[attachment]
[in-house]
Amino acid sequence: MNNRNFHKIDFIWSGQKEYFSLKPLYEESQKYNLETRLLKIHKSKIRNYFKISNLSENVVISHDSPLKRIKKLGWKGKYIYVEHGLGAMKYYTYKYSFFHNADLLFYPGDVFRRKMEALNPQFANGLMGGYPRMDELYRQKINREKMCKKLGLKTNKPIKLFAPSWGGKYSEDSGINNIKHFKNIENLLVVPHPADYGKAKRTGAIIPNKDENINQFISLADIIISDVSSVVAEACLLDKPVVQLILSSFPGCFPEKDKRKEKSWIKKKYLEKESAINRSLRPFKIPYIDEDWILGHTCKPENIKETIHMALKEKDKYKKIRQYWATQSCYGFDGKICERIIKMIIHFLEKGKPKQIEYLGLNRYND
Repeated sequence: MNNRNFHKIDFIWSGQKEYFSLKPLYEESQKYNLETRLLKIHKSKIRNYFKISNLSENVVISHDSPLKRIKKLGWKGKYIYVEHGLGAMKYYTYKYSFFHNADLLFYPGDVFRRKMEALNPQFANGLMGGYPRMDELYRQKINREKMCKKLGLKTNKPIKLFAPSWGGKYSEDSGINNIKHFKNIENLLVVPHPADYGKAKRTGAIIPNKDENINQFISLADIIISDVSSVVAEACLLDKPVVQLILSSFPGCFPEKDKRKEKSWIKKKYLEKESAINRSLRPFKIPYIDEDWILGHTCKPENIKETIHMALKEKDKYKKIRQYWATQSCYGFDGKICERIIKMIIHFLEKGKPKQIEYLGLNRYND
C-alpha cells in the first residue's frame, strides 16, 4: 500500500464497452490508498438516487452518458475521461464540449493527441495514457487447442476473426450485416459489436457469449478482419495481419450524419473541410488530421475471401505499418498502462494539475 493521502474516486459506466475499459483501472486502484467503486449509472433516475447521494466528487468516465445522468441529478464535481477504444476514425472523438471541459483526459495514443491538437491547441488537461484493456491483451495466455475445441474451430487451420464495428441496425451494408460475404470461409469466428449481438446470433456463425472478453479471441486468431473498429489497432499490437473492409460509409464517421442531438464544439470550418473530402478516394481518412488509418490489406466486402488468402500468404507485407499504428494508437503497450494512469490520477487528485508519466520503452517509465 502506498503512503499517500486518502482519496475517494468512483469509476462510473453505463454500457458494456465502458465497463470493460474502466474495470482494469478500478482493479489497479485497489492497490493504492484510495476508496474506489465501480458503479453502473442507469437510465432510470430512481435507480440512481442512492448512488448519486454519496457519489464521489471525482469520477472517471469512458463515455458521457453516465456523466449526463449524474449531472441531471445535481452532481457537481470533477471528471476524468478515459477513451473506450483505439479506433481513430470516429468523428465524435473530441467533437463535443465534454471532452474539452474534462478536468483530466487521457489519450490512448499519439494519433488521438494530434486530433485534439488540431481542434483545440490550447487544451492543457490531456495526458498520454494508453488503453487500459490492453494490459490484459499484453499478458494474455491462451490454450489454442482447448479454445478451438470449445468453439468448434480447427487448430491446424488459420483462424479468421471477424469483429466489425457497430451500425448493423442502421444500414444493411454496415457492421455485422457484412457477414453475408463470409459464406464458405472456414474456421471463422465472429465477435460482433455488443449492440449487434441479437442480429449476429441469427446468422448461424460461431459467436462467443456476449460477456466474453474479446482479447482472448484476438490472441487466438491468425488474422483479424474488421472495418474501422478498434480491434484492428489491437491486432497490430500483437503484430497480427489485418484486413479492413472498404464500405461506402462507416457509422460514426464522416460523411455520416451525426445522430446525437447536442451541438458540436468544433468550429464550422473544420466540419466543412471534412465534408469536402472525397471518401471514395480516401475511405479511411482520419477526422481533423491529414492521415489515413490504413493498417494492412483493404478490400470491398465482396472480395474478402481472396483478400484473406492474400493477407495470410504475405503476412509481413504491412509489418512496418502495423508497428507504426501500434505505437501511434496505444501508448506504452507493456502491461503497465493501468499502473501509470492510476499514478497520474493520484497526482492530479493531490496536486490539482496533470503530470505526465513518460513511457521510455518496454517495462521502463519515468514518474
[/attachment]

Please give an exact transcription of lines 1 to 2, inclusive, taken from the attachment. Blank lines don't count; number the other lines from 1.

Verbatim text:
[in-house]
Amino acid sequence: MNNRNFHKIDFIWSGQKEYFSLKPLYEESQKYNLETRLLKIHKSKIRNYFKISNLSENVVISHDSPLKRIKKLGWKGKYIYVEHGLGAMKYYTYKYSFFHNADLLFYPGDVFRRKMEALNPQFANGLMGGYPRMDELYRQKINREKMCKKLGLKTNKPIKLFAPSWGGKYSEDSGINNIKHFKNIENLLVVPHPADYGKAKRTGAIIPNKDENINQFISLADIIISDVSSVVAEACLLDKPVVQLILSSFPGCFPEKDKRKEKSWIKKKYLEKESAINRSLRPFKIPYIDEDWILGHTCKPENIKETIHMALKEKDKYKKIRQYWATQSCYGFDGKICERIIKMIIHFLEKGKPKQIEYLGLNRYND